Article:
While winter storms have Vineyarders hunkering down indoors and threatened some waterfront homes, they’ve been a boon to nesting piping plovers, who prefer the scoured beaches left by storms and hurricanes. But this year’s population of the tiny migratory shorebirds, down slightly at about 50 pairs according to Island organizations, still face challenges from predators, human traffic and continuing storms. Beginning this week, some Island beaches were closed to protect nesting and fledgling plovers.
Also abundant this week, though far less welcome, were Portuguese man-of-wars, stinging siphonophores that washed up on several south-facing beaches.
Piping plovers are a state and federally protected species. The small shorebirds like to make their nests in tiny scrapes on exposed, remote barrier beaches. BiodiversityWorks, a conservation group that works on shorebird monitoring and protection, is looking after 25 nesting pairs of piping plovers. Mass Audubon has seven pairs of piping plovers on its beaches, while Sheriff’s Meadow Foundation reported three pairs of the birds and the Martha’s Vineyard Lank Bank reported two. The Trustees of Reservations reported 11 nesting pairs.
The total — about 48 pairs — is a positive sign for a species that has faced dwindling numbers, though some said the total is slightly lower than last year. In 2008, there were an estimated 24 nesting pairs on the Island. A 2011 state piping plover census, the most recent available, listed between 49 and 58 nesting pairs on the Island. The census listed an adjusted total of 656 pairs in Massachusetts.
Piping plovers usually lay four eggs at a time, according to Luanne Johnson of BiodiversityWorks, and each egg is 10 per cent of the female plover’s body weight.“These birds invest in the eggs,” she said, making each egg particularly valuable. The eggs are incubated for 26 days before they hatch, with the precocious chicks born ready to forage for invertebrate meals. With meal duty out of the way, parents “brood, keep them dry in the rain, warm them when cold, shelter when it’s hot,” Ms. Johnson said. “It’s a big investment in eggs.”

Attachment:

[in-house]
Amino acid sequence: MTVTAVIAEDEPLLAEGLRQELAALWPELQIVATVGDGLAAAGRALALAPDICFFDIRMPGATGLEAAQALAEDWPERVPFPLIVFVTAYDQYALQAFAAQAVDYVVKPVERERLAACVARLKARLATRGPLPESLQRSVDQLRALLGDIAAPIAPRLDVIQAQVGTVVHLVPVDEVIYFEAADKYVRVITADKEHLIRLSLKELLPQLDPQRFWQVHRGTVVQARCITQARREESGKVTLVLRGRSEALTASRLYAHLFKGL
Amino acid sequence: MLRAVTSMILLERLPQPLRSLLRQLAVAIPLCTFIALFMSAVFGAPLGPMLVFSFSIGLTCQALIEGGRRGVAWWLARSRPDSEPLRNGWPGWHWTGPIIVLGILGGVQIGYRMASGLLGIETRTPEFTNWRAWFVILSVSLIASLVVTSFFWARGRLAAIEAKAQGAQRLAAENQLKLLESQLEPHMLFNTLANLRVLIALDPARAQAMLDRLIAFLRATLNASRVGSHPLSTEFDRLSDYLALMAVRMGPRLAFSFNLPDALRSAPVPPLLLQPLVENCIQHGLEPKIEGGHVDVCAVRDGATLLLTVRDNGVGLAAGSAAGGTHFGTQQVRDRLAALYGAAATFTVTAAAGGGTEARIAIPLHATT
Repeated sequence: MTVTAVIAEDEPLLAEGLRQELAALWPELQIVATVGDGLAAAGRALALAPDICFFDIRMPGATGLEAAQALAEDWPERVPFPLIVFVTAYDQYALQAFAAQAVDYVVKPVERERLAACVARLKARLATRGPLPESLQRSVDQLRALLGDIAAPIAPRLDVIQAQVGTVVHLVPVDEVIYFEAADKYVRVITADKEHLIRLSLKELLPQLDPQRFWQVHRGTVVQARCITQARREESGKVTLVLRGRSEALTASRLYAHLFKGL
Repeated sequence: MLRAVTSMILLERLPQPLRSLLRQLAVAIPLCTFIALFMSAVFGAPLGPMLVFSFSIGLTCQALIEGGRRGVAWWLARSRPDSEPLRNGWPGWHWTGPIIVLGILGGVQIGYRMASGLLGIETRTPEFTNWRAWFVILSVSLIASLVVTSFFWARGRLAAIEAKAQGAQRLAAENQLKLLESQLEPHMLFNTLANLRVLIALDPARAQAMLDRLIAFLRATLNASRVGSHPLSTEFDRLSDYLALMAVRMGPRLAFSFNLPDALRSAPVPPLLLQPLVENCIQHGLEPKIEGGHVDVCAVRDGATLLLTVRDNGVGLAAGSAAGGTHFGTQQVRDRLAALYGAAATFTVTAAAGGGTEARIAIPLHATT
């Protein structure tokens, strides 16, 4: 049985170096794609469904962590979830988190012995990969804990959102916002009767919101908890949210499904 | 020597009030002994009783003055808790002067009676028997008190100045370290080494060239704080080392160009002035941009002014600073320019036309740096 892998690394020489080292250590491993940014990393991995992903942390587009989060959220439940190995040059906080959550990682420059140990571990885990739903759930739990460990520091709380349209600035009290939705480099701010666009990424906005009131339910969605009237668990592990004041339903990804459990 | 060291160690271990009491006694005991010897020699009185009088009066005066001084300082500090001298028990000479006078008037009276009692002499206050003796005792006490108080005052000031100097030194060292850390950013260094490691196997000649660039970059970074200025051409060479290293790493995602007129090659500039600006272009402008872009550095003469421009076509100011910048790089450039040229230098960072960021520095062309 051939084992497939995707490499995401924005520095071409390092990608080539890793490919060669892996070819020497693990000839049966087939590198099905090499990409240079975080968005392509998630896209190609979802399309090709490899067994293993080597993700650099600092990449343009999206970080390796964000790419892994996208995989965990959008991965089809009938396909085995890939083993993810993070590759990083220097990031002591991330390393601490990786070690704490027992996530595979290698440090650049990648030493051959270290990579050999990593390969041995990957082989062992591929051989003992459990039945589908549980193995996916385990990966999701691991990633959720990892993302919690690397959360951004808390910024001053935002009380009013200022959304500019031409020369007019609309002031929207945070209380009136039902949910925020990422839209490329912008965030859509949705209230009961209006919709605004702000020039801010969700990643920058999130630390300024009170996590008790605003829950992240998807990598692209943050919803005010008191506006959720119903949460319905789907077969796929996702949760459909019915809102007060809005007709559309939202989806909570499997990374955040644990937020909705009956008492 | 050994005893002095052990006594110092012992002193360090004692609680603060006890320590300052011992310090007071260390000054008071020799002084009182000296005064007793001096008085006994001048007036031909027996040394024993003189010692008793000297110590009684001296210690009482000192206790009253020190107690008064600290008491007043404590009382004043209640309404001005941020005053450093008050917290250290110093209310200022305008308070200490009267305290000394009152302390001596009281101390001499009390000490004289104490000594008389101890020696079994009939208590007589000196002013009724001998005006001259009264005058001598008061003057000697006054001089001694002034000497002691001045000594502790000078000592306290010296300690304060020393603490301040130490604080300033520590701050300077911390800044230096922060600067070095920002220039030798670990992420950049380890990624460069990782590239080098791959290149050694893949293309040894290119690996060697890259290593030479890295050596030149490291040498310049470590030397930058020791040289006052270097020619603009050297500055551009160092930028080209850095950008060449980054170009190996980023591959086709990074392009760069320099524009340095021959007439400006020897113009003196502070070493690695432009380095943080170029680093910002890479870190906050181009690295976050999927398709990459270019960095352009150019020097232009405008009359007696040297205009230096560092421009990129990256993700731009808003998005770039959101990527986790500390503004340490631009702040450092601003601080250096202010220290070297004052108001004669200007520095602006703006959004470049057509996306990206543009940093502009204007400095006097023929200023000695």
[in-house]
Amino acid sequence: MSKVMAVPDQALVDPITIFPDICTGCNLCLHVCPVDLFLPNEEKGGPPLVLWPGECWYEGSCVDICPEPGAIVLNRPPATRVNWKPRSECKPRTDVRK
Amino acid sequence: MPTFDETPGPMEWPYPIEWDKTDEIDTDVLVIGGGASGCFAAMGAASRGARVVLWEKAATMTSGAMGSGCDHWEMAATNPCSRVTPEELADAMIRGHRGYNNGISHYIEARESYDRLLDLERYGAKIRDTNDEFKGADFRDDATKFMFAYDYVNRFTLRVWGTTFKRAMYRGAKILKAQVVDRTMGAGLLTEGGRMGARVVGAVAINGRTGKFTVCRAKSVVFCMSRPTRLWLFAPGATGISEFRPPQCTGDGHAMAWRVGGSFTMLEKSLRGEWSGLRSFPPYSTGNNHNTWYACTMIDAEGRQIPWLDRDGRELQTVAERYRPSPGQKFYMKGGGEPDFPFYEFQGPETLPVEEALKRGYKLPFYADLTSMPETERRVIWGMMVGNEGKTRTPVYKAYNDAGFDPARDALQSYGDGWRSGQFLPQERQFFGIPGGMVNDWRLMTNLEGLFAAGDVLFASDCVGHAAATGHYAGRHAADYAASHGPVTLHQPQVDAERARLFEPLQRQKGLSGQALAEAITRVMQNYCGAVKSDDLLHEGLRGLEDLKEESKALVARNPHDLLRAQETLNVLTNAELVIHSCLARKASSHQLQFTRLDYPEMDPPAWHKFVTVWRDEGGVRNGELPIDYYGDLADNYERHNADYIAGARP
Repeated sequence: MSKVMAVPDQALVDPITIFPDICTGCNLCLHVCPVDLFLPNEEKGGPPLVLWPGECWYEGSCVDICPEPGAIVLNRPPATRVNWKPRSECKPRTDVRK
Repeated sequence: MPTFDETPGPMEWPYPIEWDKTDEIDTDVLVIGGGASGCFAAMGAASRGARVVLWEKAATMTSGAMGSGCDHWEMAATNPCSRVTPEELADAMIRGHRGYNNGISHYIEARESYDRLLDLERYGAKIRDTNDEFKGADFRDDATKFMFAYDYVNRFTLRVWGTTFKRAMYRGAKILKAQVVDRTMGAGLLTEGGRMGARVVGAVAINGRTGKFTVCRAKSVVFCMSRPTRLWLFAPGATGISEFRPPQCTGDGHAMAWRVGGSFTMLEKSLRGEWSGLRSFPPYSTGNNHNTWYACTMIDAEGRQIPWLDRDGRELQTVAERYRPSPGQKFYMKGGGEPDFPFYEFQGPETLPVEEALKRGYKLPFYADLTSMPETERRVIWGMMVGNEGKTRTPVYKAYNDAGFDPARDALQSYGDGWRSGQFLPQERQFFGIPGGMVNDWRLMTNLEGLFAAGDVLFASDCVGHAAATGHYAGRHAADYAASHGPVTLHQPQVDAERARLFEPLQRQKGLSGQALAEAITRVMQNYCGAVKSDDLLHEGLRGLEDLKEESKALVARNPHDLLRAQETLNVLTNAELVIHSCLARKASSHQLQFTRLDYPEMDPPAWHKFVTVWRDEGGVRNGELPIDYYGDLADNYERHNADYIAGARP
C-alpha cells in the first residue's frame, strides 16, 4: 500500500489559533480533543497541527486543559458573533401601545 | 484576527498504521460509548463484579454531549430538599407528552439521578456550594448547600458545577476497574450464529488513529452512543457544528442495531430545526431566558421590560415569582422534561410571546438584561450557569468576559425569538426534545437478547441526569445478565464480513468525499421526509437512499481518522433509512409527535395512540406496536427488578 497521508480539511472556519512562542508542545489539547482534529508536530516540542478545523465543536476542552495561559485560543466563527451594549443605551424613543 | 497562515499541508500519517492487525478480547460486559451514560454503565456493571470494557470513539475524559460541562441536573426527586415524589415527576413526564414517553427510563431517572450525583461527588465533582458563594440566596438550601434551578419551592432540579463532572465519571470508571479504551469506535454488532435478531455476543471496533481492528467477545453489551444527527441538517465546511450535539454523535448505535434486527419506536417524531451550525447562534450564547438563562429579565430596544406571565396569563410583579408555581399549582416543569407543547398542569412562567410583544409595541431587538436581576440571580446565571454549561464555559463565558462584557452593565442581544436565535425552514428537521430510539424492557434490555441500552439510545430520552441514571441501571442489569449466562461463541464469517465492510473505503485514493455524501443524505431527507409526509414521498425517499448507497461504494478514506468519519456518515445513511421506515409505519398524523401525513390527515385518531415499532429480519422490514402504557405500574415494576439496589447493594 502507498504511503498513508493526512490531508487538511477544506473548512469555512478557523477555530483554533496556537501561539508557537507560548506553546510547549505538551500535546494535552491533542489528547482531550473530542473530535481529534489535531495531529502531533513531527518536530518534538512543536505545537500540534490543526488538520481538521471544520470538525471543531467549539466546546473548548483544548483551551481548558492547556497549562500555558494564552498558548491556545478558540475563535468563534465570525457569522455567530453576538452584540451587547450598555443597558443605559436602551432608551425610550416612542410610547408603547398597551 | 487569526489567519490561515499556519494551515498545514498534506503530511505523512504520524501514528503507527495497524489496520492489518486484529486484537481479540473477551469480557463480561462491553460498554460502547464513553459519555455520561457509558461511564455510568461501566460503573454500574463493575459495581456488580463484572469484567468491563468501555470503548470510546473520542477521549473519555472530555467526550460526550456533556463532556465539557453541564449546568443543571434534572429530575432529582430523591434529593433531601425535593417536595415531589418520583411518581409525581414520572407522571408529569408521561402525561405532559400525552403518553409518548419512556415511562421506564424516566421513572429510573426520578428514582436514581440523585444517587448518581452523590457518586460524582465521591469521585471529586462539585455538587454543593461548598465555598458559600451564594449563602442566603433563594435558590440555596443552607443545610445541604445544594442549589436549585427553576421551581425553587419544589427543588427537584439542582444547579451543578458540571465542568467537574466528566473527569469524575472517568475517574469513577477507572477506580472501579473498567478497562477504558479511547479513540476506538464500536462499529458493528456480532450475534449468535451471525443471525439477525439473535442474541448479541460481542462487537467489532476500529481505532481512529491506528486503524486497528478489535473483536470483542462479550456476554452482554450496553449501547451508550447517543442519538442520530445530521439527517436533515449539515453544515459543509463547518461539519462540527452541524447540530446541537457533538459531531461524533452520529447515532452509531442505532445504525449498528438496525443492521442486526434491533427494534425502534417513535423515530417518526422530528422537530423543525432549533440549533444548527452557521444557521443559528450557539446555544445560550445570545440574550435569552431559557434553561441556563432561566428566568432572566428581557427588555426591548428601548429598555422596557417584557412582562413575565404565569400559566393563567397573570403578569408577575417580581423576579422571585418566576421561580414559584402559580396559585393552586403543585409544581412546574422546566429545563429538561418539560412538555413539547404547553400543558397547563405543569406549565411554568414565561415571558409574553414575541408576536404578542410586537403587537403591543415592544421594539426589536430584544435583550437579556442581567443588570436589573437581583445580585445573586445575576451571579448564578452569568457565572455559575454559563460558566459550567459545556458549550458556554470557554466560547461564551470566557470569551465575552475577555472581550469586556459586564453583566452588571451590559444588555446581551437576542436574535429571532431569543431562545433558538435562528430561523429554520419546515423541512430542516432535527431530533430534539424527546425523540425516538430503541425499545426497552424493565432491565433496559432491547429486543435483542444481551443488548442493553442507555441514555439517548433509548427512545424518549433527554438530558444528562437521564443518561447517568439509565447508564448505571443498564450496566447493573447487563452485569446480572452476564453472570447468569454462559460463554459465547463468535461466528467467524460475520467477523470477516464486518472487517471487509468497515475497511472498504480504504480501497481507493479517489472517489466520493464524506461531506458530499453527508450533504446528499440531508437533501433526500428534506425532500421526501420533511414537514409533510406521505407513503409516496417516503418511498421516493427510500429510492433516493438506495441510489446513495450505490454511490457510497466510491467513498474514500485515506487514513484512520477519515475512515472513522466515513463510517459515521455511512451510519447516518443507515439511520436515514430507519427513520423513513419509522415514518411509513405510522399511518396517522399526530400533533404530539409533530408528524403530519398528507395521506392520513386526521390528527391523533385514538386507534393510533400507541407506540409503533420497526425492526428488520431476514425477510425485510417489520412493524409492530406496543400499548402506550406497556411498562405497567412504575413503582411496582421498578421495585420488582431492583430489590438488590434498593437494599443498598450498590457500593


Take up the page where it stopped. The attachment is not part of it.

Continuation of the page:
Piping plovers mate for life. The goal is to have an average of 1.34 chicks fledge per nesting pair to maintain the population, Ms. Johnson said, noting that coastline development, urbanization and predators have hurt piping plover populations.
On the Vineyard, egg predators are mainly skunks and crows, Ms. Johnson said. Exclosures, covered circular wire fencing about 10 feet across, guard against predators and increase hatching success to about 90 per cent while allowing the birds to go in and out to access food. But exclosures are not foolproof, Ms. Johnson said. Some smart predators, like crows, have caught on to the idea, and wait outside for the chicks to leave, or perch on the rim and make noise, causing the plovers to abandon their nests. “We use it carefully these days,” she said.
Hatched chicks and adult plovers face a host of other predators besides skunks and crows, including humans stepping on them, dogs trampling and eating them, feral and outdoor house cats, some gulls, oystercatchers, hawks, falcons and rats.
And while storms create ideal plover habitat, torrential downpours pose problems for the fledglings. “The rain is tough on them, Ms. Johnson said, though they “have had chicks make it through these [storms] so far.”
The population is thriving in spite of, and perhaps because of, the frequent storms this winter. Ms. Johnson noted that with the storms, plovers have “lost habitat in some areas, gained it in other areas. There’s always kind of interplay every season, it’s really what they’re adapted to do.
“They love a beach that’s been blasted by a hurricane. They love blowouts in dunes. Those events are pretty natural for them,” she said, as long as beach revetments and developments don’t disrupt natural processes.
Ms. Johnson said late May storms caused some nests to be overwashed. Right now five pairs are re-nesting after losing nests to predators or tidal overwash.
In some cases, overwash scatters the precious eggs on the beach. If possible, she said, the birds will remake the nest, rolling the eggs back by using their little beaks.
“I’ve seen many of those nests hatch,” Ms. Johnson said.
“Birds are sort of resilient to that,” she said, as long as there is habitat available above the high tide line. She noted that one couple made a scrape in a cave-like enclosure between a steep dune bank and dead hanging dune grass. “These birds have been nesting [on these beaches] for so many years. [Hurricane] Sandy really scoured the beach and changed it quite dramatically . . . I’ve seen pairs that have been very successful hanging on to a site and adapting.”